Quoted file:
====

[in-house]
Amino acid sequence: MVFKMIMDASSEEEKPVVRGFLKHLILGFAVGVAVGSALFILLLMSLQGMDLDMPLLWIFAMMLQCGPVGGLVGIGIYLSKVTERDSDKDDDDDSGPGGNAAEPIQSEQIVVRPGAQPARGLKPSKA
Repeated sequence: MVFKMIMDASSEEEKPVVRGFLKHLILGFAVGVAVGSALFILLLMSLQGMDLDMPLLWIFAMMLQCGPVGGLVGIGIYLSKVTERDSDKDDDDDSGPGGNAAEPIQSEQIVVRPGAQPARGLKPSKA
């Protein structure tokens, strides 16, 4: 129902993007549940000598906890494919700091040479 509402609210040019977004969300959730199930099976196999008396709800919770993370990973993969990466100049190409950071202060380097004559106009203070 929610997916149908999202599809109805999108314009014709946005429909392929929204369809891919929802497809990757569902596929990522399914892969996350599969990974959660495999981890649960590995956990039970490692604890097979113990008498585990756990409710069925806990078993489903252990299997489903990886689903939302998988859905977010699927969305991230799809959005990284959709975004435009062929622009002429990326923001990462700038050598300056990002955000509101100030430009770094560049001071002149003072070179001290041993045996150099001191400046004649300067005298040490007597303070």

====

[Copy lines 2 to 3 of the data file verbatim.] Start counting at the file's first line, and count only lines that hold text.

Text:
Amino acid sequence: MVFKMIMDASSEEEKPVVRGFLKHLILGFAVGVAVGSALFILLLMSLQGMDLDMPLLWIFAMMLQCGPVGGLVGIGIYLSKVTERDSDKDDDDDSGPGGNAAEPIQSEQIVVRPGAQPARGLKPSKA
Repeated sequence: MVFKMIMDASSEEEKPVVRGFLKHLILGFAVGVAVGSALFILLLMSLQGMDLDMPLLWIFAMMLQCGPVGGLVGIGIYLSKVTERDSDKDDDDDSGPGGNAAEPIQSEQIVVRPGAQPARGLKPSKA